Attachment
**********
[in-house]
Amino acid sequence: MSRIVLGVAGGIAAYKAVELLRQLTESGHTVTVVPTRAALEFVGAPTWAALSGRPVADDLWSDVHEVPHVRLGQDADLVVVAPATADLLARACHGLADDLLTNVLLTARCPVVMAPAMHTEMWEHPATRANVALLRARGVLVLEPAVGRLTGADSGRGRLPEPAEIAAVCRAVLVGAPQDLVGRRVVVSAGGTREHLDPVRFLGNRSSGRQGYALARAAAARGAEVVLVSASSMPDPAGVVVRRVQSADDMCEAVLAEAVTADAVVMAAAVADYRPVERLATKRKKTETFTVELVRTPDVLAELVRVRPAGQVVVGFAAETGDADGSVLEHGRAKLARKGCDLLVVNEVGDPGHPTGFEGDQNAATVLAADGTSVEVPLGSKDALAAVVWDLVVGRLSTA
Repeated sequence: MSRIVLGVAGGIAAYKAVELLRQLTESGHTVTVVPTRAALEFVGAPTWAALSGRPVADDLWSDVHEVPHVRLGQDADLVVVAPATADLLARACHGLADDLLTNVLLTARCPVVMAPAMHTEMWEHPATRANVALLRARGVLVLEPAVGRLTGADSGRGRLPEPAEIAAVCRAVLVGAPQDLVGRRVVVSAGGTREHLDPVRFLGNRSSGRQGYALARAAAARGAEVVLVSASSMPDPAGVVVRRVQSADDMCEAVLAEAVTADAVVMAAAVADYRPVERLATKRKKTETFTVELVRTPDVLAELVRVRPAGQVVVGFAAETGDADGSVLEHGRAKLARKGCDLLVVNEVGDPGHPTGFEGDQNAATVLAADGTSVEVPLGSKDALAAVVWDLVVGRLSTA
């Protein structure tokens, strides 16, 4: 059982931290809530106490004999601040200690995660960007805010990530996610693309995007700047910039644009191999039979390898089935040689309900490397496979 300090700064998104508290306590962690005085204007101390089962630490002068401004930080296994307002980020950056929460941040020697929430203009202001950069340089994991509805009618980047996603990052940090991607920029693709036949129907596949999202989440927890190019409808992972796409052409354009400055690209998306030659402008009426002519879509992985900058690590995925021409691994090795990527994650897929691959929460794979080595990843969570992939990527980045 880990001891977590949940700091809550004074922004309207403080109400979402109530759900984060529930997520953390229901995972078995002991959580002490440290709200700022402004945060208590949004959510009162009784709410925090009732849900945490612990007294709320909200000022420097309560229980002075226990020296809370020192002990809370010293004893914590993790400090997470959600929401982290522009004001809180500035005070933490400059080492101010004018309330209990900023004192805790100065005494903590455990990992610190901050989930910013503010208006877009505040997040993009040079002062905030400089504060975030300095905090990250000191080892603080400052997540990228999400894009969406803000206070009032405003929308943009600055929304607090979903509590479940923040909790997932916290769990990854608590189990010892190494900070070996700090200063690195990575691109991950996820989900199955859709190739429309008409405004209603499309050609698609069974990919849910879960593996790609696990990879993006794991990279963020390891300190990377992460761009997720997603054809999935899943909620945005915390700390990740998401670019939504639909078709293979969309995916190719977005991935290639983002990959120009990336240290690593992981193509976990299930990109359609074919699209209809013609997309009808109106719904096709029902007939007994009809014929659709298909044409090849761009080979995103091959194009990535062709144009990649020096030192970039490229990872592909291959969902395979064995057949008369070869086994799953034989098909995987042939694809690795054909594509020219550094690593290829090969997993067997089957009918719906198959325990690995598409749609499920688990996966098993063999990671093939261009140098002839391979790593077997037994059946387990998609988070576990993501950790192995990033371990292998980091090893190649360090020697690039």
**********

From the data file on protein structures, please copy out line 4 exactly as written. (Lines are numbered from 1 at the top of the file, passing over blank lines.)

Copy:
């Protein structure tokens, strides 16, 4: 059982931290809530106490004999601040200690995660960007805010990530996610693309995007700047910039644009191999039979390898089935040689309900490397496979 300090700064998104508290306590962690005085204007101390089962630490002068401004930080296994307002980020950056929460941040020697929430203009202001950069340089994991509805009618980047996603990052940090991607920029693709036949129907596949999202989440927890190019409808992972796409052409354009400055690209998306030659402008009426002519879509992985900058690590995925021409691994090795990527994650897929691959929460794979080595990843969570992939990527980045 880990001891977590949940700091809550004074922004309207403080109400979402109530759900984060529930997520953390229901995972078995002991959580002490440290709200700022402004945060208590949004959510009162009784709410925090009732849900945490612990007294709320909200000022420097309560229980002075226990020296809370020192002990809370010293004893914590993790400090997470959600929401982290522009004001809180500035005070933490400059080492101010004018309330209990900023004192805790100065005494903590455990990992610190901050989930910013503010208006877009505040997040993009040079002062905030400089504060975030300095905090990250000191080892603080400052997540990228999400894009969406803000206070009032405003929308943009600055929304607090979903509590479940923040909790997932916290769990990854608590189990010892190494900070070996700090200063690195990575691109991950996820989900199955859709190739429309008409405004209603499309050609698609069974990919849910879960593996790609696990990879993006794991990279963020390891300190990377992460761009997720997603054809999935899943909620945005915390700390990740998401670019939504639909078709293979969309995916190719977005991935290639983002990959120009990336240290690593992981193509976990299930990109359609074919699209209809013609997309009808109106719904096709029902007939007994009809014929659709298909044409090849761009080979995103091959194009990535062709144009990649020096030192970039490229990872592909291959969902395979064995057949008369070869086994799953034989098909995987042939694809690795054909594509020219550094690593290829090969997993067997089957009918719906198959325990690995598409749609499920688990996966098993063999990671093939261009140098002839391979790593077997037994059946387990998609988070576990993501950790192995990033371990292998980091090893190649360090020697690039």